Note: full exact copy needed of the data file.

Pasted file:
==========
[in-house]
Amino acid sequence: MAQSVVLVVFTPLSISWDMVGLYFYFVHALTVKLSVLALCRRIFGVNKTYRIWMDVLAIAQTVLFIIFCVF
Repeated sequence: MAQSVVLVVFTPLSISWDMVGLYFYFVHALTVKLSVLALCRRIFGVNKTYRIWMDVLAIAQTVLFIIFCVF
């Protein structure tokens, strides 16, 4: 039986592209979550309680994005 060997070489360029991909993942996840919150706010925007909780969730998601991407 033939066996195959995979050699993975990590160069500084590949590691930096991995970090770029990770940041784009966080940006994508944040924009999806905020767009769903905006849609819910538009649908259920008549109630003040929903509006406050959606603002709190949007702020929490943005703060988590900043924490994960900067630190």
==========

[in-house]
Amino acid sequence: MAQSVVLVVFTPLSISWDMVGLYFYFVHALTVKLSVLALCRRIFGVNKTYRIWMDVLAIAQTVLFIIFCVF
Repeated sequence: MAQSVVLVVFTPLSISWDMVGLYFYFVHALTVKLSVLALCRRIFGVNKTYRIWMDVLAIAQTVLFIIFCVF
């Protein structure tokens, strides 16, 4: 039986592209979550309680994005 060997070489360029991909993942996840919150706010925007909780969730998601991407 033939066996195959995979050699993975990590160069500084590949590691930096991995970090770029990770940041784009966080940006994508944040924009999806905020767009769903905006849609819910538009649908259920008549109630003040929903509006406050959606603002709190949007702020929490943005703060988590900043924490994960900067630190």